Hundreds of medical products have been authorized for temporary use in the past year to meet the unprecedented need for life-saving equipment and supplies during the COVID-19 pandemic. But the meticulous management of these Emergency Use Authorization (EUA) products is crucial to protecting patients, healthcare workers, and hospital operations, officials at ECRI say.
ECRI, an independent nonprofit organization, listed the complexity of managing devices that have been authorized through the EUA process at the top of its just-released 2021 Top 10 Health Technology Hazards report. “Emergency Use Authorization is a lower standard than is used to assess safety and effectiveness through FDA’s normal clearance process, and it requires more work on the part of the hospital,” says Marcus Schabacker, MD, PhD, president and CEO of ECRI.
Through its EUA process, FDA can green-light previously unapproved products—or new indications for previously cleared products—as acceptable for use during an emergency. But hospitals need to watch for safety and performance issues, monitor the device’s authorization status daily, and know what to do with the device when the EUA ends, Schabacker says.
“Failing to do so could create safety risks for patients and liability risks for the hospital,” he adds, because once the EUA designation ends, the legal protections that support the use of EUA devices on new patients vanish.
EUAs can be ended at any time. For example, in August 2020, FDA revoked the EUA for a class of protective barrier enclosures after they were found to increase healthcare workers’ exposure to airborne particles, rather than limiting exposure.
“We’re concerned that hospitals might not have adequate processes in place to deal with this complex challenge,” says Schabacker. “Our new guidance can act as a roadmap for hospitals and health systems broadly. Additionally, through our alerts tracking reports, we are providing actionable advice. If more support is needed, ECRI is here to help.”
Now in its 14th year, ECRI’s Top 10 Health Technology Hazards identifies health technology concerns that warrant attention by healthcare leaders. ECRI’s team of biomedical engineers, clinicians, and healthcare management experts follows a rigorous review process to select topics for the annual list, drawing insight from incident investigations, reporting databases, and independent medical device testing.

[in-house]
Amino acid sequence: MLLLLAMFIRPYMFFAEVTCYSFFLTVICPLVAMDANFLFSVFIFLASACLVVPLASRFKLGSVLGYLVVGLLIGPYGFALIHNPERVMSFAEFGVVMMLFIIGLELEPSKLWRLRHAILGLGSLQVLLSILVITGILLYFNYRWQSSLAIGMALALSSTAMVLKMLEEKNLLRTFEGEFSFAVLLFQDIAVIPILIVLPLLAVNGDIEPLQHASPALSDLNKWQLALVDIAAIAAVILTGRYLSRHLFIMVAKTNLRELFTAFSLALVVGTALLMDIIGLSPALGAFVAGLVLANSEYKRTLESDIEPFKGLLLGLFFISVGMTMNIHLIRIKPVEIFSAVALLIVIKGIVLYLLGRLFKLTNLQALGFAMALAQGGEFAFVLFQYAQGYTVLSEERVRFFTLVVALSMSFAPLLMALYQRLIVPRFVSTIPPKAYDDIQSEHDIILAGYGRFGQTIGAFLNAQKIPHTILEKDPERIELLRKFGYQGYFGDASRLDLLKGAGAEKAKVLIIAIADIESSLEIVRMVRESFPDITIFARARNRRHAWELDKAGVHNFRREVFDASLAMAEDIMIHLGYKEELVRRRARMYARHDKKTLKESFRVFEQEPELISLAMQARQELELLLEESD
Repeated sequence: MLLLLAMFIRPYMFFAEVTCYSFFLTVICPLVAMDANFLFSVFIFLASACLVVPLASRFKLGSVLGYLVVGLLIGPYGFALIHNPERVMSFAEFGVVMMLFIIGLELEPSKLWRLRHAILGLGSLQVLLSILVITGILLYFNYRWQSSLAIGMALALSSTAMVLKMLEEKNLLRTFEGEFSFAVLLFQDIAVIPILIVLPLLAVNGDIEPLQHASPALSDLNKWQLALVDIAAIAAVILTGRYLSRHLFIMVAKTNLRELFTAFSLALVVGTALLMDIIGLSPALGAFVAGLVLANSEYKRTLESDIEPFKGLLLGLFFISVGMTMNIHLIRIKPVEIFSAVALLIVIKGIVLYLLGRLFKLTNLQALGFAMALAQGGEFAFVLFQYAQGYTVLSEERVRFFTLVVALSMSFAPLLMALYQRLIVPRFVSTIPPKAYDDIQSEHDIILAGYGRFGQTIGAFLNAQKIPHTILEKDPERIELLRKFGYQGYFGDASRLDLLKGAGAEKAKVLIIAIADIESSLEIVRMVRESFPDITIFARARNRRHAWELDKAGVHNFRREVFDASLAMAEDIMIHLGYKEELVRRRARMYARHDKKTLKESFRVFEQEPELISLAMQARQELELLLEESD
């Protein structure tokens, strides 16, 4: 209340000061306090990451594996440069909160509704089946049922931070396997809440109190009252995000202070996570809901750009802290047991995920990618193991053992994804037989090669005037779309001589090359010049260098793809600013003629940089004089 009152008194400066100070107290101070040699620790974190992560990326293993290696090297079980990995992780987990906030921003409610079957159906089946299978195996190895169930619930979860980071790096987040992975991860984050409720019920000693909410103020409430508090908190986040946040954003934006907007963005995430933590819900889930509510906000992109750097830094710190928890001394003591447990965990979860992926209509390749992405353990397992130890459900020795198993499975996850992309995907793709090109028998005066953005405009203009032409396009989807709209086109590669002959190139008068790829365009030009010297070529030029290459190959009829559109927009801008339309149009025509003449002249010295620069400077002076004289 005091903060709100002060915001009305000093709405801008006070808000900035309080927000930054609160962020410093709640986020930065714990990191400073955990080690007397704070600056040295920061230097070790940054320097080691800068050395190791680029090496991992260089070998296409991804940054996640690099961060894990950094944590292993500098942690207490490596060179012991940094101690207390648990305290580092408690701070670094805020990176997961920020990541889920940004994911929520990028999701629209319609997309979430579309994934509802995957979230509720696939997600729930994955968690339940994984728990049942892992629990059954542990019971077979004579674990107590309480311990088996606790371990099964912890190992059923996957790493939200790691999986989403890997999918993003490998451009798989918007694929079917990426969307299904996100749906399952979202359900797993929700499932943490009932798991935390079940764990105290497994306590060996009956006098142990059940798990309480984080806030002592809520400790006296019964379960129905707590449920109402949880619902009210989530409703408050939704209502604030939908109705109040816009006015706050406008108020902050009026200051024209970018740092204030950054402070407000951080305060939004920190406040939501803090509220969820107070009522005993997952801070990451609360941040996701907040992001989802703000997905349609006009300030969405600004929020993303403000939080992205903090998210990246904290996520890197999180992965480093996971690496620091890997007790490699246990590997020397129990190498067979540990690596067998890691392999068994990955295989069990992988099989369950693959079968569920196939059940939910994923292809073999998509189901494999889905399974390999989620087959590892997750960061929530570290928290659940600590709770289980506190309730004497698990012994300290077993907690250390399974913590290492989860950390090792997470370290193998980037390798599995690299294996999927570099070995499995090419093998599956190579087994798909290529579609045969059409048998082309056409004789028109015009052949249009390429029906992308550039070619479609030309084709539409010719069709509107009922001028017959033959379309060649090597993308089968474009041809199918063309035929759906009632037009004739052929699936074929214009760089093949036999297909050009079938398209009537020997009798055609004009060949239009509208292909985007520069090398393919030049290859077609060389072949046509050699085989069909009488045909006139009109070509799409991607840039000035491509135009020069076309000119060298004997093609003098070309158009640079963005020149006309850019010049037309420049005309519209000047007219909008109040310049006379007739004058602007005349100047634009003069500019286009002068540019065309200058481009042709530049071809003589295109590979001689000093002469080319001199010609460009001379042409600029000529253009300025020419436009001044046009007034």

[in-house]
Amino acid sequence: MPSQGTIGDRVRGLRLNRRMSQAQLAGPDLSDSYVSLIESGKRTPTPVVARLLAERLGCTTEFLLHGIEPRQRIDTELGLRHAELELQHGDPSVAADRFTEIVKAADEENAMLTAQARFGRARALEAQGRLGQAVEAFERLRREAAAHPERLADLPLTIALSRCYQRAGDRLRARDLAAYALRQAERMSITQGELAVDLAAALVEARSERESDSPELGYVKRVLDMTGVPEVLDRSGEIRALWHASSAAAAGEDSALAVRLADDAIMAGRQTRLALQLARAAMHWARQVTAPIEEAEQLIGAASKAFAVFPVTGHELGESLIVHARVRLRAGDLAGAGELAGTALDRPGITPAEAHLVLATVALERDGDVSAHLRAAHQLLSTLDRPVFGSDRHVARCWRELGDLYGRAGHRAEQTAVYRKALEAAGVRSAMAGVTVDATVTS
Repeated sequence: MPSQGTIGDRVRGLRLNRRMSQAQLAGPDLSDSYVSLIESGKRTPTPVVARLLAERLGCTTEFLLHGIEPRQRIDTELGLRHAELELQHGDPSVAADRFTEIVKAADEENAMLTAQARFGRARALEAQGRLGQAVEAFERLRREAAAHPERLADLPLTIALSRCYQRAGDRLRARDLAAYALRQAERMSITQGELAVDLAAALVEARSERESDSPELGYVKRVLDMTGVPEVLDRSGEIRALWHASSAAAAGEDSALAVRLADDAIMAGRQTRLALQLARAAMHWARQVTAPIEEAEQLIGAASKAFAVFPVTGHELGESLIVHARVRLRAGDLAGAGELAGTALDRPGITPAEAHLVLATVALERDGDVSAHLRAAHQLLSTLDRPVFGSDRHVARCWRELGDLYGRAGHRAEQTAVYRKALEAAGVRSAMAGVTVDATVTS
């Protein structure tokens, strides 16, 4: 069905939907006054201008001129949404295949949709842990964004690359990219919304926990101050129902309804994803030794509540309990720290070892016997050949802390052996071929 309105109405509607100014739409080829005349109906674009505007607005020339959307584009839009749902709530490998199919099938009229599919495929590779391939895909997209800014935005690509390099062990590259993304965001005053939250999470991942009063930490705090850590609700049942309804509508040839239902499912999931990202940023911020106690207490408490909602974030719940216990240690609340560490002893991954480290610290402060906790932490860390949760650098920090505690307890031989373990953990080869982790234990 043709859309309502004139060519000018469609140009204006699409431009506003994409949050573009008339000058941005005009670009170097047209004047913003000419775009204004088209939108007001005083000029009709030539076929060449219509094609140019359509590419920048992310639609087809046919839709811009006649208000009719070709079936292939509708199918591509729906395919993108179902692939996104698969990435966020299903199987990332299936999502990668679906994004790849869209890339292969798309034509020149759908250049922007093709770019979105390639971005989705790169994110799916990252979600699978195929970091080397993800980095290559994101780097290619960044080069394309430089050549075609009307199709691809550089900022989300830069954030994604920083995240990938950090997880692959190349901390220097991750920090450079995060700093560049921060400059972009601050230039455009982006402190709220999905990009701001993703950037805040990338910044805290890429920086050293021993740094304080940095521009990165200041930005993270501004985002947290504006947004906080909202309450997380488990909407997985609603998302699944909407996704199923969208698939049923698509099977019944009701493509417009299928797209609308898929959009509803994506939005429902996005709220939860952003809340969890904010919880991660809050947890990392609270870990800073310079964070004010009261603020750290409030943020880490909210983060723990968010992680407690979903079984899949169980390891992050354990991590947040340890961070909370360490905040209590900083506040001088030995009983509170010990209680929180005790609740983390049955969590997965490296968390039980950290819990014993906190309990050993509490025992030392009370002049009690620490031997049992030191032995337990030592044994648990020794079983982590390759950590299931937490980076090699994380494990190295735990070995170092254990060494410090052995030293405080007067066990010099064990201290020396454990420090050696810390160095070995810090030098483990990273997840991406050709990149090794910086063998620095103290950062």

“The coronavirus pandemic accelerated the adoption of some technologies and introduced risks we haven’t addressed before,” says Schabacker. “ECRI remains committed to building awareness about technology hazards to keep patients safe, especially for those technologies that have undergone shortened safety and effectiveness processes.”
ECRI’s full list of health technology hazards for 2021 includes:
- EUA device management: Complexity of managing medical devices with COVID-19 Emergency Use Authorization
- Drug name auto-display: Fatal medication errors can result when drug entry fields populate after only a few letters.
- Telehealth adoption: Rapid adoption of telehealth technologies can leave patients and data at risk.
- Imported N95-style masks: These masks may fail to protect healthcare workers from infectious respiratory diseases
- Consumer-grade devices: Relying on consumer-grade products can lead to inappropriate healthcare decisions.
- UV disinfection: Hasty deployment of UV disinfection devices can reduce effectiveness and increase exposure risks.
- Software vulnerabilities: Vulnerabilities in third-party software components present cybersecurity challenges.
- AI in diagnostic imaging: Artificial intelligence applications for diagnostic imaging may misrepresent certain patient populations.
- Remote operation risks: Remote operation of medical devices designed for bedside use introduces insidious risks.
- 3D printing quality: Insufficient quality assurance of 3D-printed patient-specific medical devices may harm patients.